"Despite an encouraging start to its financial year, TransEDA
suffered along with most of the EDA market as a result of the
downturn experienced during the second half of the year. This
resulted in the Company not reaching its expectations in terms
of financial performance. There have been a number of changes at
Board level. We have reduced expenditure to adapt to the current
economic climate without compromising our ability to produce high
quality verification tools for our customers and we believe that
the Company is now in a position to benefit from an up-turn in
the market. Our first quarter figures are in line with expectations
and we will continue to launch new products in the year ahead."
TransEDA News Release November 5, 2002
"We are pleased with our financial results for the quarter (ended
March 31, 2003) in what continues to be a challenging global economic
environment. While customers continued to scrutinize their product
plans and struggle with budget priorities, the need for functional
verification tools remained essential for those customers with
increasingly complex designs. The following statements are based on
current expectations: Revenue in the second quarter of 2003 ending
June 30, 2003 is expected to be approximately $12.5 to $13.0 million
(Note - flat to 4 percent growth versus a year ago quarter); Earnings
per fully diluted share in the second quarter of 2003 is expected to
be approximately $0.09 to $0.10 (Note - well down); Revenue for 2003
is expected to be between $55 and $57 million (Note - four percent to
eight percent growth); Earnings per fully diluted share for fiscal
2003 is expected to be between $0.45 and $0.50 (Note - down)."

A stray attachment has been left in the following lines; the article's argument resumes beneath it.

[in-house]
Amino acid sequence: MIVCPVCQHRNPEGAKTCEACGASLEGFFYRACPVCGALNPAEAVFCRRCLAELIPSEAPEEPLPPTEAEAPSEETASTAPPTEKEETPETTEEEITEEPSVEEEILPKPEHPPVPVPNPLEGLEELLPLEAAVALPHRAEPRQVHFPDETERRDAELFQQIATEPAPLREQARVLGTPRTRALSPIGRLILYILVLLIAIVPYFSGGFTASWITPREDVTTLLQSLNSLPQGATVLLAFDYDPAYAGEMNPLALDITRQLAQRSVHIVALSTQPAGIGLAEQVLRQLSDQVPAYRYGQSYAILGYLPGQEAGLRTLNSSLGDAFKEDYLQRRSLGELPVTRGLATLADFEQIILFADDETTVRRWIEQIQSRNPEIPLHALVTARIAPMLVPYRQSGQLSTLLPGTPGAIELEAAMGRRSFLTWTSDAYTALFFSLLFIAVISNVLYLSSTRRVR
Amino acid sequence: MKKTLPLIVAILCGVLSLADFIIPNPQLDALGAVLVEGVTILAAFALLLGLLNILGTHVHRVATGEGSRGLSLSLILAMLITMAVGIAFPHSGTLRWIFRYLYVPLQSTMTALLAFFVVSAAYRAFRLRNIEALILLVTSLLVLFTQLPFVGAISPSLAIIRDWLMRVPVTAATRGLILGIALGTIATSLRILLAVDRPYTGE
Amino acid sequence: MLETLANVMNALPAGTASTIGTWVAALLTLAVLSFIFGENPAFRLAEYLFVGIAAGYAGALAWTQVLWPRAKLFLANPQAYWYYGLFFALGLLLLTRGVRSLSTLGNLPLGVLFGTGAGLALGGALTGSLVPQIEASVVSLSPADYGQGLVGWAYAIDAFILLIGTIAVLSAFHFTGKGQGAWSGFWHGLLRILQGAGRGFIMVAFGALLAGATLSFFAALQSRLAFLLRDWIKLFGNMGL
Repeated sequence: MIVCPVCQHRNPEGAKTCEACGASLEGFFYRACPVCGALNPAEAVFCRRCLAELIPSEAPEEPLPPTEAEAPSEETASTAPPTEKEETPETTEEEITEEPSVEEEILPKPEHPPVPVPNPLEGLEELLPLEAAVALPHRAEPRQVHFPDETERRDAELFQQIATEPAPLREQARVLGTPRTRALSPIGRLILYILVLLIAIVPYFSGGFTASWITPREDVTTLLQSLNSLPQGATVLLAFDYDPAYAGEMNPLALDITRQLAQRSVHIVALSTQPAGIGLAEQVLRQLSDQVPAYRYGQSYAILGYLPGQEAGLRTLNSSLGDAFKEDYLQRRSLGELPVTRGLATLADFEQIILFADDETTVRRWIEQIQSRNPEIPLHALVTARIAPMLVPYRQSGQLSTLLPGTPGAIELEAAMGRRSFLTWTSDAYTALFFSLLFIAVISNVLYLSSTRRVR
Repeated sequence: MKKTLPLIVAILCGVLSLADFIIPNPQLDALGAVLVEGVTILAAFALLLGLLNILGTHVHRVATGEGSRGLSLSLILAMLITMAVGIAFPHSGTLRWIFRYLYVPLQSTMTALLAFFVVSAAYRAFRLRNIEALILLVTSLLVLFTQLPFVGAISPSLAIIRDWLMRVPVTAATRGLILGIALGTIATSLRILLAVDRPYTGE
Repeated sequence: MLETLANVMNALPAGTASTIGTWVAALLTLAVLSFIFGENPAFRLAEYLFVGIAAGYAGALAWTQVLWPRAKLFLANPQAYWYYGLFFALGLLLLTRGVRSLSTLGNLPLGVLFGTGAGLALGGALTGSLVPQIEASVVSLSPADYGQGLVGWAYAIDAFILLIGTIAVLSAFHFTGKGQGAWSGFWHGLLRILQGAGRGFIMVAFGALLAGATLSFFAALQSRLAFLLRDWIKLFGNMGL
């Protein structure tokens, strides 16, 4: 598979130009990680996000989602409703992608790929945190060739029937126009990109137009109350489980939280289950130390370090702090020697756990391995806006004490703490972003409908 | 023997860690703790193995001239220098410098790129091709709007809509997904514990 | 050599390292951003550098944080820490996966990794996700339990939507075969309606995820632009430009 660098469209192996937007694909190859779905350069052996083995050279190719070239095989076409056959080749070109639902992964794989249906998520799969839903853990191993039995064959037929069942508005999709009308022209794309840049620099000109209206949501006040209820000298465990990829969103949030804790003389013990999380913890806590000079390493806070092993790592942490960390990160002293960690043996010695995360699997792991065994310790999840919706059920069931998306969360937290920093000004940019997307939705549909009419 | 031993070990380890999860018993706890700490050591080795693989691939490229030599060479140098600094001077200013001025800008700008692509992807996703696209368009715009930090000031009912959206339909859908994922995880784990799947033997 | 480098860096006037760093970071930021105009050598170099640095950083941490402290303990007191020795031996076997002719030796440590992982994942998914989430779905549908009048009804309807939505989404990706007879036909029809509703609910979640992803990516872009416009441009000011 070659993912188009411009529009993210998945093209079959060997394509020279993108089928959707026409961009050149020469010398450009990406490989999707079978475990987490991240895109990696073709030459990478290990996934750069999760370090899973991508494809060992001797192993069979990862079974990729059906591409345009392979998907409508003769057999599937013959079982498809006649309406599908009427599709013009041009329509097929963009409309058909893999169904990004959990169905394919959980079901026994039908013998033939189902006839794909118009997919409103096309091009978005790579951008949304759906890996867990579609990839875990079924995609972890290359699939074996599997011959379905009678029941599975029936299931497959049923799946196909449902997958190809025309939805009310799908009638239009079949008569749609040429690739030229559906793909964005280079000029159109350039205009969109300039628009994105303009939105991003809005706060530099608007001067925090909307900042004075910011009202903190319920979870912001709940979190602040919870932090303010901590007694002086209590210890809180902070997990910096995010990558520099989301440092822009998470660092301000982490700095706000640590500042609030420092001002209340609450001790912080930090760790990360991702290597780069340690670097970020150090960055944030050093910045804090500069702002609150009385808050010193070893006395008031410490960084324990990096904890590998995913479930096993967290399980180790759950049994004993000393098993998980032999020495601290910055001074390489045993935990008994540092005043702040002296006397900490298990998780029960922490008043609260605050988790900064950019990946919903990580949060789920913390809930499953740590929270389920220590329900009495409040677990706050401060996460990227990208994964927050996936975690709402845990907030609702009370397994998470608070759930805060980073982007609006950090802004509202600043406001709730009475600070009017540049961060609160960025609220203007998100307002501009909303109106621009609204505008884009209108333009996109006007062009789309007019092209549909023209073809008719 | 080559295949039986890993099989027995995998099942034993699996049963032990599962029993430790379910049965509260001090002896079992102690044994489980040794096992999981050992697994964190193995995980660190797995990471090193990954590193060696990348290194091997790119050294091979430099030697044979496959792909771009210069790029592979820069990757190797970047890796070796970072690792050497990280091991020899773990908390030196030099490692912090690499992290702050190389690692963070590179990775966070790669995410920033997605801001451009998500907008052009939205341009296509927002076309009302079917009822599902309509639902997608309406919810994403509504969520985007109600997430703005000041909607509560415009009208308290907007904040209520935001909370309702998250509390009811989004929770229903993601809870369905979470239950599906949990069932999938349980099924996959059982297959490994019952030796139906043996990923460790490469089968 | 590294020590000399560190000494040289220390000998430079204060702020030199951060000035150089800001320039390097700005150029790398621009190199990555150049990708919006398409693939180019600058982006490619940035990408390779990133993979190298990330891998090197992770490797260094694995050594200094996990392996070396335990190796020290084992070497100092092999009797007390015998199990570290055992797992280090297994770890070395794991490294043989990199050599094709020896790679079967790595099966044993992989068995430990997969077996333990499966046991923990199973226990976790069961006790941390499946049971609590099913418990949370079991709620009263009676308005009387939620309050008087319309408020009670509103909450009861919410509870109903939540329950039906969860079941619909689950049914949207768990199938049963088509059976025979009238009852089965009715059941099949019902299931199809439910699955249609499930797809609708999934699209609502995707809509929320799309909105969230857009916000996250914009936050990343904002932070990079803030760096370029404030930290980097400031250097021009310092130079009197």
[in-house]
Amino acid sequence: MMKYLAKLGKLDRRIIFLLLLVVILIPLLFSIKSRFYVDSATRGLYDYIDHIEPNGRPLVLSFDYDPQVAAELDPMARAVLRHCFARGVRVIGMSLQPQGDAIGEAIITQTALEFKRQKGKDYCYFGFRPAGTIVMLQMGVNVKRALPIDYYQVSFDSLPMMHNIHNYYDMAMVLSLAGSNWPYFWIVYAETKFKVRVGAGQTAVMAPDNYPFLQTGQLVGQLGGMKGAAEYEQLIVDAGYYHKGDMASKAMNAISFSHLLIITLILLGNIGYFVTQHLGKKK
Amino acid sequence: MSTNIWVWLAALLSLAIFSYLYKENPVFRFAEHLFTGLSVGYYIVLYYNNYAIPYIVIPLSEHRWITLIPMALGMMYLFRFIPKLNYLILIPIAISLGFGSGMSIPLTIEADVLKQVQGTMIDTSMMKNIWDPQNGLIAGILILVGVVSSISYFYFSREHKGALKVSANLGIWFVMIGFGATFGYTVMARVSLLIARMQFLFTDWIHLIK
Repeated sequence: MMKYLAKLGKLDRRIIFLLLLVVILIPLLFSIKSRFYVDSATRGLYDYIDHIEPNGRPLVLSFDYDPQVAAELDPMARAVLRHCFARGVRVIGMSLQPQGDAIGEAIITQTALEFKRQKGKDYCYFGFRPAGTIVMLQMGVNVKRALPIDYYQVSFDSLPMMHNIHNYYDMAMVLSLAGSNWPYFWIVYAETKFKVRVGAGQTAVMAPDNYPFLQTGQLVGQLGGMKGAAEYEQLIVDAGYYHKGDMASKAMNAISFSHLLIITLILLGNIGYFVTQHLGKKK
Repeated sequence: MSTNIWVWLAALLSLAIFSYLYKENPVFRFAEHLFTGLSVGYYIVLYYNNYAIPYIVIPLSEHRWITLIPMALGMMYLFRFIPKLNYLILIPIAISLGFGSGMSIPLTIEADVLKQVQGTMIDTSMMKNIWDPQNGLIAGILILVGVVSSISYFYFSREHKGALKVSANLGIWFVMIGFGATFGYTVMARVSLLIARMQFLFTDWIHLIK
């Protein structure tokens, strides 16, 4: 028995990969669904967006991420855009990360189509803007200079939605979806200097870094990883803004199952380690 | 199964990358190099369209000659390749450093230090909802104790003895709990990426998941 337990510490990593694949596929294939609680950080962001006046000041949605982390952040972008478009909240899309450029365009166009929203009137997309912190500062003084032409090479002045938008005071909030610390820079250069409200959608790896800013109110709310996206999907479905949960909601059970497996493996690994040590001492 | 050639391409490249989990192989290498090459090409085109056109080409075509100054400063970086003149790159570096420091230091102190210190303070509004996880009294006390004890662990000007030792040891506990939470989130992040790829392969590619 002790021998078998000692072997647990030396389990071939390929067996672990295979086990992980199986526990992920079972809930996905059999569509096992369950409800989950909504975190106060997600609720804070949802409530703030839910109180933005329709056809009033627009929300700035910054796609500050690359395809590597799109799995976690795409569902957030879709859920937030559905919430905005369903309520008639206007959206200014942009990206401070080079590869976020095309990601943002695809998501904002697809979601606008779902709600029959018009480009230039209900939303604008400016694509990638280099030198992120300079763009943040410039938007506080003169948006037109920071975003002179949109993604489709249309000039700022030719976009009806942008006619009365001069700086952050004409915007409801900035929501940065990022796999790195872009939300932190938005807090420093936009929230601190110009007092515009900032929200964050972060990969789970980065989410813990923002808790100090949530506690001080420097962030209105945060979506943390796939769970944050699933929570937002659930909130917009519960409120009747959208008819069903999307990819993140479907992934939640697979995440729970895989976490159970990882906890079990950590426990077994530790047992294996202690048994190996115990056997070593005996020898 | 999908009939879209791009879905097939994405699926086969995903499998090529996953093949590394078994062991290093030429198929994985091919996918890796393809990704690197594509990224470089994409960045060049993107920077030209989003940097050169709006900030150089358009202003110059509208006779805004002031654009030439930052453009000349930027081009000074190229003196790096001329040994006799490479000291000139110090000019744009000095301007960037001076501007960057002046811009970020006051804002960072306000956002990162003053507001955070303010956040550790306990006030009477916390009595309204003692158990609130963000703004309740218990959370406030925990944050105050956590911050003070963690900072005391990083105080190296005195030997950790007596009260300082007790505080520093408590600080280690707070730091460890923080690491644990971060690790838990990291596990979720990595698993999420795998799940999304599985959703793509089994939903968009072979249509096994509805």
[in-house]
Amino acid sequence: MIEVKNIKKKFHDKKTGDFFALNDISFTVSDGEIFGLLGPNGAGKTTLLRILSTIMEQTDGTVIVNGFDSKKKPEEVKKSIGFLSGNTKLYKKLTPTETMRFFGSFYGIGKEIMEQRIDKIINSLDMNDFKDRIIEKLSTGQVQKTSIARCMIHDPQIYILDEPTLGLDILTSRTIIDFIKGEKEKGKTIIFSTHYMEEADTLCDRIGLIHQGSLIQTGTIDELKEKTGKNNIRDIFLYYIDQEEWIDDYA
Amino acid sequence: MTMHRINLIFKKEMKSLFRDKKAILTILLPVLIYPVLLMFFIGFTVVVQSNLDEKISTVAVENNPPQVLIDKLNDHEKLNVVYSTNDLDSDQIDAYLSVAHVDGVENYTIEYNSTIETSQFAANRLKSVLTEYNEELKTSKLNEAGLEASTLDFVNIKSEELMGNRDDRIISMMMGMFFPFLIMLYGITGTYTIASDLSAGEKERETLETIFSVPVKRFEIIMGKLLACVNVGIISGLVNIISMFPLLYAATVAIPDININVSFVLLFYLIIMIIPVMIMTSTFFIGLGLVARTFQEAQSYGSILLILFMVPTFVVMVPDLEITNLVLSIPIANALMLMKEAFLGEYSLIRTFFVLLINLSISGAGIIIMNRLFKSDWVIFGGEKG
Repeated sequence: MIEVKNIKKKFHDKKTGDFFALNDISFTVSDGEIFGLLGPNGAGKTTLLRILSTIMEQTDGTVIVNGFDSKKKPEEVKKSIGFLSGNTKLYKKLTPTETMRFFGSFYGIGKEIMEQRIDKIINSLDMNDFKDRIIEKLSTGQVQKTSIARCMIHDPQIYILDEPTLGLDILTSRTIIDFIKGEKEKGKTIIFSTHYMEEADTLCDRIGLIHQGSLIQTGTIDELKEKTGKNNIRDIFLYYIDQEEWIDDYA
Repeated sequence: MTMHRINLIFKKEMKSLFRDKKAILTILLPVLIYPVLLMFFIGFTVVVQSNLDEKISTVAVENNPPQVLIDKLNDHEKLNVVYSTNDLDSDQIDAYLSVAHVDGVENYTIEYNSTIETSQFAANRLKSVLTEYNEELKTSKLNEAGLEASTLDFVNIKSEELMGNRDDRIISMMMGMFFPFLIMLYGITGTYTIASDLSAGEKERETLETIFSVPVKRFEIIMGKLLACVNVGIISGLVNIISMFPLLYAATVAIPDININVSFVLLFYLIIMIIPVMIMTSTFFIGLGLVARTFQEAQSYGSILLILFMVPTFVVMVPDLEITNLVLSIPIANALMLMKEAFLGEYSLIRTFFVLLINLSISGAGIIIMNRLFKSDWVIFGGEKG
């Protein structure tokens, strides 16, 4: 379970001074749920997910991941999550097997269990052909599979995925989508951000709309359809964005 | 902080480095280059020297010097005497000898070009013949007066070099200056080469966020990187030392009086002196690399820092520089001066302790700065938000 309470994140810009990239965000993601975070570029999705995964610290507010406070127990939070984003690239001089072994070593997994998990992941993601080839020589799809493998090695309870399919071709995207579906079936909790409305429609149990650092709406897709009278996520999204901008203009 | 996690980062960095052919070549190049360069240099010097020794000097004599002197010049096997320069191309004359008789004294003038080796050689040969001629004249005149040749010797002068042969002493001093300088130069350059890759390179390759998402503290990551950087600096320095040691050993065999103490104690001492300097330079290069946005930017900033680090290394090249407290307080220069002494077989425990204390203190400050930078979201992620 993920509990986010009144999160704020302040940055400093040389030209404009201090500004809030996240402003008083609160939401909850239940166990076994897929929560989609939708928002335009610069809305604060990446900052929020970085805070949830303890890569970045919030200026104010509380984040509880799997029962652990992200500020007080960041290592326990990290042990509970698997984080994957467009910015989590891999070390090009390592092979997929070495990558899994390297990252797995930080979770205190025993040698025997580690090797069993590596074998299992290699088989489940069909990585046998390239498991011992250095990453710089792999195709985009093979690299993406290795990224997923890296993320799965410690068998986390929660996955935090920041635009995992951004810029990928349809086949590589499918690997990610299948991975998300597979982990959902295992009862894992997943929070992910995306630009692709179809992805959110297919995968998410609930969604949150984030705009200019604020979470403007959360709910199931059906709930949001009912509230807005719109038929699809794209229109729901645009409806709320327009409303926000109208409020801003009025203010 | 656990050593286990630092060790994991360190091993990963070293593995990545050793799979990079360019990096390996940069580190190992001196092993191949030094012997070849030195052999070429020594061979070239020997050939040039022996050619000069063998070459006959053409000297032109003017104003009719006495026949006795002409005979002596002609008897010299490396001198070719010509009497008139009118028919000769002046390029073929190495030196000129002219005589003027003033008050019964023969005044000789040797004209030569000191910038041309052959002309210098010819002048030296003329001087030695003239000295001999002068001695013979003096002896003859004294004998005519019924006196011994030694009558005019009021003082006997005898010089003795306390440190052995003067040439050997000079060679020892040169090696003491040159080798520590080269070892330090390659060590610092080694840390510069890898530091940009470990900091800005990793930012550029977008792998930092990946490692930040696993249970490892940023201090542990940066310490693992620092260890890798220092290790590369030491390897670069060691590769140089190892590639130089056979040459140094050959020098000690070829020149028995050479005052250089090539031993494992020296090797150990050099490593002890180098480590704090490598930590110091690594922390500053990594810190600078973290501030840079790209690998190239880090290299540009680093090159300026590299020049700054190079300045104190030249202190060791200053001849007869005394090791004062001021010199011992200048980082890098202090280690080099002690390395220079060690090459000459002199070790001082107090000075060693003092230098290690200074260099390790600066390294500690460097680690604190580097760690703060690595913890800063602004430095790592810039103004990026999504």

Verisity News release April 21, 2003
Based on the foregoing article in aggregate, it is probably safe to conclude that the public EDA segment is doing slightly better than the MCAD counterpart, but not by much.
On average, the EDA players included above had more revenue growth in 2002 over 2001, in percentage terms, than the MCAD companies covered on May 12; also, the EDA list contained a couple of companies with larger extremes of revenue performance than the MCAD list. However, the EDA list also showed an average loss at the net income line for 2002, while their MCAD list reported a slight net profit on average. Both groups posted a decline in net income for 2002, compared to 2001.
As we saw above, the EDA list outperformed the MCAD list in average price/sales ratio, although the EDA entities barely eclipsed the average price/sales ratio for the S&P 500. EDA companies are also spending more than MCAD on R&D as a percentage of revenue - but again, not by much. The three top companies in EDA enjoyed a 28% higher market cap than the three largest MCAD companies shown, but both segments' representatives average ROE (Returns on Equity) were negative for 2002, with MCAD's "slightly less negative" than EDA's. Meanwhile, both segments' representatives were well below the software and programming industry's average ROE.
Perhaps most telling: neither the EDA list nor the MCAD list averaged much revenue growth in their latest quarters over the same quarter last year. This result, combined with the management comments paraphrased from EDA-company press releases above, suggest that 2003 may not be a whole lot better than 2002 for either the EDA vendors or the MCAD software suppliers! Additionally, since six of the ten EDA companies listed in this article are headquartered in Silicon Valley, this is definitely not good news for the electrical engineers in the Valley who are part of the 7 percent of the EE workforce currently unemployed here.
Even if we begin to experience a real worldwide economic recovery, and assuming high tech follows suit, we're probably still looking at mid-2004 at the earliest before significant annual revenue growth rates start to return to either EDA or MCAD public companies. Which segment has the edge in the close race to recovery? If I were a betting man, I'd give a slightly positive edge to the EDA industry!
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About the Author
Since 1996, Dr. Russ Henke has been president of HENKE ASSOCIATES, a San Francisco Bay Area high tech business & management consulting firm. During his corporate career, Henke operated on "both sides" of MCAD and EDA, as a user and as a vendor. He's a veteran corporate executive from Cincinnati Milacron, SDRC, Schlumberger, Gould Electronics, Mentor Graphics, and others. Henke is an SME Fellow and currently serves on the SME International Board of Directors. He is also a member of the ASME and IEEE. Further information on HENKE ASSOCIATES is available at http://www.henkeassociates.net.